Why Evaluate? A practitioner perspective Robin Barrs

Why Evaluate? A practitioner perspective
Robin Barrs
A broad question inevitably leads to a wide variety of answers, often overlapping but specific to the
perspective of the respondent. It would be unfair, and a failure of the evaluative process, not to
attempt to consider at least a fair cross-section of them in trying to answer this question.
From a widening participation practitioner perspective the answers range from the very pragmatic
‘because I’m told to’ or ‘to justify my job’, to the more fundamental ‘to check things are working
properly’ or ‘to ensure our work is helping people effectively’. As a starting point I put the question
out to members of my own outreach team to see what they thought, and indeed to benchmark what
work might need to be done to ensure good practice close to home. These are a sample of the
answers I received:
‘… a very useful way of summarising activities and passing on knowledge to new people’
‘To measure the extent to which the programme has the intended effects on participants and to see
if there are any unintended effects’
‘To measure impact, reassure ourselves that what we are doing is worth doing and to improve
processes for the future.’
‘To try and prove that our jobs are worth the money we’re paid to do them, and that our project
budgets need to not be cut.’
At the heart of the matter is the desire to ensure that the activity that we work so hard (and spend
so much) on is actually making a difference, to ascertain how much of a difference and exactly what
that difference is. However, it’s also extremely important to ensure that the objectives you set out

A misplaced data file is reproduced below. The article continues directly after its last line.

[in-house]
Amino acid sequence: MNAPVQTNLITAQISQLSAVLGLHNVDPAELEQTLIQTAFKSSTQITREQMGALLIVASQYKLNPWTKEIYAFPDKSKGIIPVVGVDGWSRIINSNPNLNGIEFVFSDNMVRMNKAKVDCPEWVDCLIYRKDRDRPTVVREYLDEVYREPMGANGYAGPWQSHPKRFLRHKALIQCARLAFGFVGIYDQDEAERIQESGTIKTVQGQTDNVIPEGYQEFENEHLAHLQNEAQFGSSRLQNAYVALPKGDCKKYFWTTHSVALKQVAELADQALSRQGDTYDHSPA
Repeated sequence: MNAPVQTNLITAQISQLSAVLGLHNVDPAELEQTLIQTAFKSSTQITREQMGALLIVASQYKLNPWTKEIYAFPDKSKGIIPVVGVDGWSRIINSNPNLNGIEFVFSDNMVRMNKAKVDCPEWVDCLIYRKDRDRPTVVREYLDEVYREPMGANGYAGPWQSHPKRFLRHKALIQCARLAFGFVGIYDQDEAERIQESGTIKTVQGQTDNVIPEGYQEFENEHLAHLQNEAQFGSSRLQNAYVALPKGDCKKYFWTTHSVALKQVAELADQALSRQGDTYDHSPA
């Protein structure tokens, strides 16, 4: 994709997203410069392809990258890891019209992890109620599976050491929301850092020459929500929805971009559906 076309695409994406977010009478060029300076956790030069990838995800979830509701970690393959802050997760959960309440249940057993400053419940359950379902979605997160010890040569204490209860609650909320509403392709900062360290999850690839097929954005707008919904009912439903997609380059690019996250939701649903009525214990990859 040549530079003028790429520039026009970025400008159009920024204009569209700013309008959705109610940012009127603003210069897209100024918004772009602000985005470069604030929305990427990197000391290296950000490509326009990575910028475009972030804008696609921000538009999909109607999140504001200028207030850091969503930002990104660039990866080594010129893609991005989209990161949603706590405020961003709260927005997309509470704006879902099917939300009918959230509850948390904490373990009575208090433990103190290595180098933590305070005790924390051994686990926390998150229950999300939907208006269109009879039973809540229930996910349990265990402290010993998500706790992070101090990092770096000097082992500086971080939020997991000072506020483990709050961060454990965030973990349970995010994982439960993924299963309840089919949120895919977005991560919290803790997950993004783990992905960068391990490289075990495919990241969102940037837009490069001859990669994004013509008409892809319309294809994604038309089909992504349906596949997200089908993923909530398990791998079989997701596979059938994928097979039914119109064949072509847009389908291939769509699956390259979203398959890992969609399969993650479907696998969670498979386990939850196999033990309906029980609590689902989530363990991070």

to achieve are being met in order to plan future activity and build our knowledge of how to design
activity to meet the (often as yet unknown) targets and areas of focus that will arise in the future. As
practitioners we have to acknowledge that one factor that focuses our minds on evaluation is the
demand to justify our funding and our jobs.
It is fortunate that often, what we really want to find out and what we are demanded to show
coincide – but this is by no means always the case. There can be pressure to put the horse before
the cart and design programmes purely to drive headline figures or to design evaluation so as to give
a positive, if uninsightful and ultimately counterproductive, result. The key is to ensure that
regardless of the spin that may be put on the outputs of the evaluative process, we have the
underlying data with which to make good decisions about future work.
A note of caution: it is always worth bearing in mind that we often only see what we look for. A
narrow evaluation of whether we are meeting a key aim may show that we are not, but may be
missing an outcome we had not previously considered. It is important to be aware of oblique
outcomes, both positive and negative. It is not uncommon to achieve things you did not set out to
Why evaluate? Without evaluation we are working in the dark – but a specific evaluation may not
shine light into every corner.